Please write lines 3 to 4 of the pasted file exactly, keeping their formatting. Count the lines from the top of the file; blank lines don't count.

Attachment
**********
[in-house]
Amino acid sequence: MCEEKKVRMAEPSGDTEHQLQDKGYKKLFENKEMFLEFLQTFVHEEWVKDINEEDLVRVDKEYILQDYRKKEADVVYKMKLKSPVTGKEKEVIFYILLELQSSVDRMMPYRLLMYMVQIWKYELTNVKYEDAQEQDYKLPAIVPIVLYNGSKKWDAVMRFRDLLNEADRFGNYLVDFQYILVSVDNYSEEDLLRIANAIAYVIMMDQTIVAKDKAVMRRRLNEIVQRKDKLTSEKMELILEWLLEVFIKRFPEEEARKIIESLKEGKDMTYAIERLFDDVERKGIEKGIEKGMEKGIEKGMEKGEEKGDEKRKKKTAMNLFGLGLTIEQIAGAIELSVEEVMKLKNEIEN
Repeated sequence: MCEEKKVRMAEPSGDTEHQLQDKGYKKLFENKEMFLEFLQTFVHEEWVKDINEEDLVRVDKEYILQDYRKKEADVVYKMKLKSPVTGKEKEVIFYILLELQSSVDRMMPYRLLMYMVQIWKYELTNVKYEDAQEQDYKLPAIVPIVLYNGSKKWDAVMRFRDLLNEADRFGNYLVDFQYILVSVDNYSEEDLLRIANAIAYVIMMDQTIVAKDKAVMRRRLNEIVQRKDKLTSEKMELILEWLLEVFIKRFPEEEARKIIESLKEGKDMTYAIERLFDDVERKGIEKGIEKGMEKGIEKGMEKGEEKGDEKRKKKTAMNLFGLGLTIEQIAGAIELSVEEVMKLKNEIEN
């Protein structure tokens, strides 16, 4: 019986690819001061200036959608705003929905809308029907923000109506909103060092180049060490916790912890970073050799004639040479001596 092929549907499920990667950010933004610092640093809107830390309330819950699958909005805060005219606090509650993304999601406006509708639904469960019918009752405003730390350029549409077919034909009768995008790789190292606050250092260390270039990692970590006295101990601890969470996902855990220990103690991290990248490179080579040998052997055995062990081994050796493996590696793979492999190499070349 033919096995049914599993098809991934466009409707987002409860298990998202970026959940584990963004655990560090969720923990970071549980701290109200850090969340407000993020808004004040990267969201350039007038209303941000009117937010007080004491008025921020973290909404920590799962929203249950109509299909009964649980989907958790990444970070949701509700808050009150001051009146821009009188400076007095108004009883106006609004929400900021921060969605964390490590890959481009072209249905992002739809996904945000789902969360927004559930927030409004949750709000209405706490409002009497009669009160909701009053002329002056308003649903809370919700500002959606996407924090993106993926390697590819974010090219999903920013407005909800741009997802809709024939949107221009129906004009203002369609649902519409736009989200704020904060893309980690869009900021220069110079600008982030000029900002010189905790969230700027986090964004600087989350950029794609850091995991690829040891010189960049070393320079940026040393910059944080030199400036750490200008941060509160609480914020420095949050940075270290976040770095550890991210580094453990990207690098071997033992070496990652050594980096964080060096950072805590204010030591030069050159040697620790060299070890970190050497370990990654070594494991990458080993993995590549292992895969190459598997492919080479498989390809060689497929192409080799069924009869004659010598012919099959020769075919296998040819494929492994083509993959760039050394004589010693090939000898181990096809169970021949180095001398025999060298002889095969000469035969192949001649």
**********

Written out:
Repeated sequence: MCEEKKVRMAEPSGDTEHQLQDKGYKKLFENKEMFLEFLQTFVHEEWVKDINEEDLVRVDKEYILQDYRKKEADVVYKMKLKSPVTGKEKEVIFYILLELQSSVDRMMPYRLLMYMVQIWKYELTNVKYEDAQEQDYKLPAIVPIVLYNGSKKWDAVMRFRDLLNEADRFGNYLVDFQYILVSVDNYSEEDLLRIANAIAYVIMMDQTIVAKDKAVMRRRLNEIVQRKDKLTSEKMELILEWLLEVFIKRFPEEEARKIIESLKEGKDMTYAIERLFDDVERKGIEKGIEKGMEKGIEKGMEKGEEKGDEKRKKKTAMNLFGLGLTIEQIAGAIELSVEEVMKLKNEIEN
């Protein structure tokens, strides 16, 4: 019986690819001061200036959608705003929905809308029907923000109506909103060092180049060490916790912890970073050799004639040479001596 092929549907499920990667950010933004610092640093809107830390309330819950699958909005805060005219606090509650993304999601406006509708639904469960019918009752405003730390350029549409077919034909009768995008790789190292606050250092260390270039990692970590006295101990601890969470996902855990220990103690991290990248490179080579040998052997055995062990081994050796493996590696793979492999190499070349 033919096995049914599993098809991934466009409707987002409860298990998202970026959940584990963004655990560090969720923990970071549980701290109200850090969340407000993020808004004040990267969201350039007038209303941000009117937010007080004491008025921020973290909404920590799962929203249950109509299909009964649980989907958790990444970070949701509700808050009150001051009146821009009188400076007095108004009883106006609004929400900021921060969605964390490590890959481009072209249905992002739809996904945000789902969360927004559930927030409004949750709000209405706490409002009497009669009160909701009053002329002056308003649903809370919700500002959606996407924090993106993926390697590819974010090219999903920013407005909800741009997802809709024939949107221009129906004009203002369609649902519409736009989200704020904060893309980690869009900021220069110079600008982030000029900002010189905790969230700027986090964004600087989350950029794609850091995991690829040891010189960049070393320079940026040393910059944080030199400036750490200008941060509160609480914020420095949050940075270290976040770095550890991210580094453990990207690098071997033992070496990652050594980096964080060096950072805590204010030591030069050159040697620790060299070890970190050497370990990654070594494991990458080993993995590549292992895969190459598997492919080479498989390809060689497929192409080799069924009869004659010598012919099959020769075919296998040819494929492994083509993959760039050394004589010693090939000898181990096809169970021949180095001398025999060298002889095969000469035969192949001649």